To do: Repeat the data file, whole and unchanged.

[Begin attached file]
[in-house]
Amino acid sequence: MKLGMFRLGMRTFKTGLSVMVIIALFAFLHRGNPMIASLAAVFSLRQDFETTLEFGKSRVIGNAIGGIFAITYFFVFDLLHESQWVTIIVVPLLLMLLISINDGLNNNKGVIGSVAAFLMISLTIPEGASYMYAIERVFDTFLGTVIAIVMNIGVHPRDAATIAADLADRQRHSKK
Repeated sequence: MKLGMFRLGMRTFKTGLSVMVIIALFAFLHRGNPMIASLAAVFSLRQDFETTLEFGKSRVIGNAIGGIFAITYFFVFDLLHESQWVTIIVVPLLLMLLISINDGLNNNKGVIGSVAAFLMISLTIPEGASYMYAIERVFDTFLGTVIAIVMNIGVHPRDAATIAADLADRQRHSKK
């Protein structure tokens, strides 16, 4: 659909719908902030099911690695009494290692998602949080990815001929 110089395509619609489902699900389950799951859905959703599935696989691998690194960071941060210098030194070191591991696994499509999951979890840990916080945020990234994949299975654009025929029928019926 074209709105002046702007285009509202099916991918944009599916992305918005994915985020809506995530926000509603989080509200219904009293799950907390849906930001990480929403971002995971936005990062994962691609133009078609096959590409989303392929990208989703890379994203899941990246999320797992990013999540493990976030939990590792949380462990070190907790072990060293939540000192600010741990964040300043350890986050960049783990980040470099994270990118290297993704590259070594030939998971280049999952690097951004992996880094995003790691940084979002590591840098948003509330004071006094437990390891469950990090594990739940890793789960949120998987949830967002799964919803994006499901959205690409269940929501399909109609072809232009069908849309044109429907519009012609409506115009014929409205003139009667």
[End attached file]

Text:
[in-house]
Amino acid sequence: MKLGMFRLGMRTFKTGLSVMVIIALFAFLHRGNPMIASLAAVFSLRQDFETTLEFGKSRVIGNAIGGIFAITYFFVFDLLHESQWVTIIVVPLLLMLLISINDGLNNNKGVIGSVAAFLMISLTIPEGASYMYAIERVFDTFLGTVIAIVMNIGVHPRDAATIAADLADRQRHSKK
Repeated sequence: MKLGMFRLGMRTFKTGLSVMVIIALFAFLHRGNPMIASLAAVFSLRQDFETTLEFGKSRVIGNAIGGIFAITYFFVFDLLHESQWVTIIVVPLLLMLLISINDGLNNNKGVIGSVAAFLMISLTIPEGASYMYAIERVFDTFLGTVIAIVMNIGVHPRDAATIAADLADRQRHSKK
């Protein structure tokens, strides 16, 4: 659909719908902030099911690695009494290692998602949080990815001929 110089395509619609489902699900389950799951859905959703599935696989691998690194960071941060210098030194070191591991696994499509999951979890840990916080945020990234994949299975654009025929029928019926 074209709105002046702007285009509202099916991918944009599916992305918005994915985020809506995530926000509603989080509200219904009293799950907390849906930001990480929403971002995971936005990062994962691609133009078609096959590409989303392929990208989703890379994203899941990246999320797992990013999540493990976030939990590792949380462990070190907790072990060293939540000192600010741990964040300043350890986050960049783990980040470099994270990118290297993704590259070594030939998971280049999952690097951004992996880094995003790691940084979002590591840098948003509330004071006094437990390891469950990090594990739940890793789960949120998987949830967002799964919803994006499901959205690409269940929501399909109609072809232009069908849309044109429907519009012609409506115009014929409205003139009667």